The Hill Interview: Colombian President Duque calls for multilateral COVID-19 solutions
Colombian President Iván Duque believes the missing ingredient in the Western Hemisphere’s response to the pandemic was multilateralism, and an accelerant in the virus’s spread was populism.
“In truth, the lesson we’re left with after COVID-19 is we needed more multilateralism to confront this crisis,” Duque said in an exclusive interview with The Hill.
“Our first conviction: We will make decisions based on science,” Duque added.
Colombia has been hard hit by the crisis, turning a year that started with a projected 4 percent GDP growth into an economic wash, with government spending driving up debt to finance the pandemic-led shutdown.
But Colombia so far has weathered the storm better than its neighbors, its 12.42 COVID-19 deaths per 100,000 people put it between Germany and Portugal in global terms, far below Mexico at 29.78 deaths, Brazil at 36.61, and the United States at 42.29 deaths per 100,000 population, according to Johns Hopkins.
The 43-year-old lawyer, who spent the bulk of his professional career in Washington, said COVID showed the strength of a science-based, multilateral approach to government.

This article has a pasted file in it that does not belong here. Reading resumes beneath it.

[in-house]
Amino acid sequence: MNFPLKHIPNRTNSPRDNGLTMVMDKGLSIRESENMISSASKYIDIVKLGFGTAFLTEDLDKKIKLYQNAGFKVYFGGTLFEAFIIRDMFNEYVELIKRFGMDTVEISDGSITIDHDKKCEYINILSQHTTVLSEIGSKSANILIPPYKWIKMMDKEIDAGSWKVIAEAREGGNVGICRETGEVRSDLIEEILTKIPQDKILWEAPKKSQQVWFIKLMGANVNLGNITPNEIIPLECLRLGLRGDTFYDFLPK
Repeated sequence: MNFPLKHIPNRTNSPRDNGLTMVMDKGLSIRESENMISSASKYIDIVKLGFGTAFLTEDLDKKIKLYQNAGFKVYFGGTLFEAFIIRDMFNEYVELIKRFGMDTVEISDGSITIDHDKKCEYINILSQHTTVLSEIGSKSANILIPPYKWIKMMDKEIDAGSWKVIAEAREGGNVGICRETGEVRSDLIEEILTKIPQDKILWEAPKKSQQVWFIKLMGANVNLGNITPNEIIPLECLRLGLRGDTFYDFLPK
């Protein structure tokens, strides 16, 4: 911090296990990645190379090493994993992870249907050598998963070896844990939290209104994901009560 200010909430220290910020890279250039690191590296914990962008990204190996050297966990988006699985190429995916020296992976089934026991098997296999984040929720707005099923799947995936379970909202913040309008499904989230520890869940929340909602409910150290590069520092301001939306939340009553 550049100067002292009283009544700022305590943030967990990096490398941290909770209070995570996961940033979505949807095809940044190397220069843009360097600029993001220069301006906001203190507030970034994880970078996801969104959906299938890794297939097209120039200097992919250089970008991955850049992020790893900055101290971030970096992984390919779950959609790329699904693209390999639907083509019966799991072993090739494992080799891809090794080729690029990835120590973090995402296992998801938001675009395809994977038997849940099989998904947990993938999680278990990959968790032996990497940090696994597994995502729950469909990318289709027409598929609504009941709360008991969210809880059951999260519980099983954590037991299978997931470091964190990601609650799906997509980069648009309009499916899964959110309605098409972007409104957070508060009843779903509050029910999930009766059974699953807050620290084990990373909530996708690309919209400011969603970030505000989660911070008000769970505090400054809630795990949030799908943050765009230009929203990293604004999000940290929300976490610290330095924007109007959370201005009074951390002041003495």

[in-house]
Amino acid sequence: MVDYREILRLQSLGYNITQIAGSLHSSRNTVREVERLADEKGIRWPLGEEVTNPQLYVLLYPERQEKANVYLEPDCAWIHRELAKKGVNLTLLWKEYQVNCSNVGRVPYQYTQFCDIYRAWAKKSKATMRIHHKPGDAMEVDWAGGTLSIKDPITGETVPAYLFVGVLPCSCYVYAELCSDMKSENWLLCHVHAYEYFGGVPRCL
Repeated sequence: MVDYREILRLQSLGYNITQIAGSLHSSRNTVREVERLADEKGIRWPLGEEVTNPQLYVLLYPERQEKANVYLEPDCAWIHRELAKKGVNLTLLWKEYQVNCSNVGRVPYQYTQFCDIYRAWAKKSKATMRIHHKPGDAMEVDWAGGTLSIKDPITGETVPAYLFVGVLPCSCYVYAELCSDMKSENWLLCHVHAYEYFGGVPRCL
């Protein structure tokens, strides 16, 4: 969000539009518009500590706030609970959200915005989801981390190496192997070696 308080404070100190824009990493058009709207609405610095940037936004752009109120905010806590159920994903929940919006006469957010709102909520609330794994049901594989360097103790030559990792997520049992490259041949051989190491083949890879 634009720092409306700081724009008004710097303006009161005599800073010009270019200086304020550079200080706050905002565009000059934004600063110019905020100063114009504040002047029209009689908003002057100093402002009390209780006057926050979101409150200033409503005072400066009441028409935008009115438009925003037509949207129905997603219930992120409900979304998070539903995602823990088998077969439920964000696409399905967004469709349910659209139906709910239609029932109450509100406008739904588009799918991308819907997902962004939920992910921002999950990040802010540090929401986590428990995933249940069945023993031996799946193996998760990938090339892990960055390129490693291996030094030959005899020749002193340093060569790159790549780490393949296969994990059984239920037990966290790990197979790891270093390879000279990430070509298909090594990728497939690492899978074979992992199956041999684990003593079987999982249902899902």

He described the decision to freeze a bustling economy as “maybe the hardest decision we’ve made.”
“But what I never doubted was that in that moment we had to do everything, everything, first to slow down the virus’s exponential spread, second to protect the health care systems, third to protect lives, and obviously to start, based on science, a process of reactivation,” Duque said.
If Duque tacitly raises an eyebrow to the American approach to coronavirus, he explicitly embraces American leadership in the region, a strategy that has served Colombia well for two decades.
Duque did not name-check other regional leaders who shunned a technical approach to combating coronavirus, with the exception of Venezuela’s Nicolás Maduro, whose open disregard for democratic norms has turned him into the region’s pariah.
Colombia has received nearly 1.8 million Venezuelan refugees fleeing Maduro’s government, further straining its social safety net amid the pandemic.
Duque said Maduro’s dictatorship “is the biggest hemispheric challenge in terms of protection of democracy.”
“It’s an oprobious dictatorship and an expression of tyranny which knows no limits,” said Duque. “He has assumed all powers, destroyed the economic apparatus, has ended liberties, destroyed freedom of the press, destroyed free enterprise, and above all, has entrenched at the head of power a group of narco-traffickers who today are sought as criminals by U.S. authorities.”